GarryB wrote:What is with this reaction guys?
Is the article wrong?
I would expect considering the situation... ie Russia under sanctions from the west and in the middle of a pandemic that economic figures might show some effects... isn't that normal?
A 30% drop from crippling western sanctions and a national pandemic that force people to stay and home and not work is barely a scratch... I would take that as being rather good news... in comparison the US has lost more people than they lost during the Vietnam war over a period of about 6 months compared with a 10 year conflict... wonder what their real figures would be... does anyone actually work out their real figures with all the padding and BS removed?
Because the numbers don't add up
What numbers don't add up?
Russia's retail, tourism, transport, construction, hospitality & leisure industries combined are hardly insignificant, and they have all virtually been brought to a standstill by the virus and lockdown measures, restrictions on travel and so on. Some industries have been affected too (others will come later)
Add to that the oil price collapse. But then of course for the oil price to collapse, the demand has to collapse. And the collapse in demand correlates to a collapse in economic activity in every other country as well.
I would expect that most European country's economies would decrease by 20% in April at the bare minimum. For many it would be closer to 30%. For the carefree southern countries most reliant on tourism - 40%.
miketheterrible wrote:Anyway, the so called drop doesn't make much sense tbh. Germany is reliant on small and medium companies, as well as services. If they were on total lockdown, then how did they face a much smaller drop than Russia while Russia still holds a surplus?
They didn't. Germany has only published the figures for Q1 AFAIK. Q1 doesn't include April.
Small and medium companies aren't necessarily the ones that get hit. Nor necessarily companies in the service industries.
It's mainly tourism, retail, airlines, airports, construction, hotels, fitness & health, bars/clubs/restaurants/cafes that get impacted; and by impacted I mean totally shut down. At least for April, knock-on effects and loss in trade, purchasing power, inflation, deflation, bank defaults, US dollar losing hegemony, etc... will in time affect everything.
Germany will probably escape with a 10-15% decline in April. They are no more reliant on what I mentioned than Russia is, and they are also not a major oil producer.
But it doesn't really matter because Germany will not save Monaco, Italy, San Marino, Spain, Portugal, Malta, Greece, Cyprus, Croatia, Bulgaria - with their incompetent economic models. All the lazy countries with too much sunshine. Germany will be dragged down with them, their empty beaches & hotels, their excess restaurants & cafes, their overstretched medical expenses, their debts, their expensive green energy attempts, and all their salaries to their numerous bureaucrats and state sector employees that they give work to avoid large unemployment figures.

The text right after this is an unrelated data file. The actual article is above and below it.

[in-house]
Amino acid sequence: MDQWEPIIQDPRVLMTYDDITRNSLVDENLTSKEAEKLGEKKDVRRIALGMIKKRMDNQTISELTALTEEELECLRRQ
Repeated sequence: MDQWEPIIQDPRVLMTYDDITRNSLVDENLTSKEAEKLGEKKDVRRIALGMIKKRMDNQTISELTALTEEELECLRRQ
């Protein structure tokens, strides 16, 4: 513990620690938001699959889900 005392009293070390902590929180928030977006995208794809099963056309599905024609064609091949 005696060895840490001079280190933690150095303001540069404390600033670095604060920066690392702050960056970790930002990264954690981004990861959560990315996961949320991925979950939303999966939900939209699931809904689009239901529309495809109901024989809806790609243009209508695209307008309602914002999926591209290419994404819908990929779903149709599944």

France and Belgium will fare better, but are basically also in this group - too much exposure to retail, tourism, too many state workers, high debt and not solid enough economic fundamentals
Poland, the Baltics, Romania, the Ukraine will be lesser problems, but basically problems as well - due to their reliance on remittances from migrant workers and reliance on EU funds. This was already under threat due to Brexit and the loss of the British employment market and contributions to the EU budget. Now many of those migrants have taken a hike back home and aren't generating much money for their families, while the EU funds and projects will be cut cut cut!
Kosovo, Macedonia, Montenegro, Bosnia, Albania and the Ukraine, these extra-EU black holes that the EU constantly has to give money to. Especially the Ukraine, with all its constant IMF tranches just to prevent a detail due to interest payments on previous loans. They can't do anything with the Ukraine, they can't get rid of it either. Just more mouths to feed.
Which EU countries will do the best in 2020? Finland, Norway, Denmark.
Followed by Sweden, Germany, Holland, Luxembourg, Czech Republic.
Ireland, Austria, Hungary, Slovakia, Slovenia probably square in the middle between the best and worst performers.
If these countries were smart they'd ditch the deadweights or at least elevate themselves to their own club within a club with a common currency. But politics will probably prevent it and the EU will just continue on to its 5th or so crisis in a row, and keep at it until it eventually proves non-viable for good; we're probably still a crisis or two away from that but at the rate they're throwing themselves from one boiling pot to another it won't be too long.
Russia itself is probably between the Sweden/Germany and Ireland/Slovakia level, in terms of economic damage. But in practice better, due to its larger internal market, no EU funding commitments, big reserves and low debt.